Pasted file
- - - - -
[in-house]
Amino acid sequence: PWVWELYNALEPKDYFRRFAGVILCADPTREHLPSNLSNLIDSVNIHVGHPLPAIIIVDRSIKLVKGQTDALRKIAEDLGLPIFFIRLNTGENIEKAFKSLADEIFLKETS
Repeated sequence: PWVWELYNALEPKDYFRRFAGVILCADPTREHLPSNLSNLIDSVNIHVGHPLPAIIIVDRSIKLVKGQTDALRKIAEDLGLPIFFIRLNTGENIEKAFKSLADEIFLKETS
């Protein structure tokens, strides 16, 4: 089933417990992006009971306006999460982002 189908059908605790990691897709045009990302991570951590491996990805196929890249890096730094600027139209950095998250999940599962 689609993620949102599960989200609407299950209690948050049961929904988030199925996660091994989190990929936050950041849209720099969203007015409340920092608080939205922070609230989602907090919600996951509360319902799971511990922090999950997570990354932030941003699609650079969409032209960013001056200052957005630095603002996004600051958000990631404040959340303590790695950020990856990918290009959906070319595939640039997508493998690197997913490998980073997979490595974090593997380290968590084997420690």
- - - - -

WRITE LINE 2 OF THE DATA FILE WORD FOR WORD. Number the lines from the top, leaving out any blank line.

Amino acid sequence: PWVWELYNALEPKDYFRRFAGVILCADPTREHLPSNLSNLIDSVNIHVGHPLPAIIIVDRSIKLVKGQTDALRKIAEDLGLPIFFIRLNTGENIEKAFKSLADEIFLKETS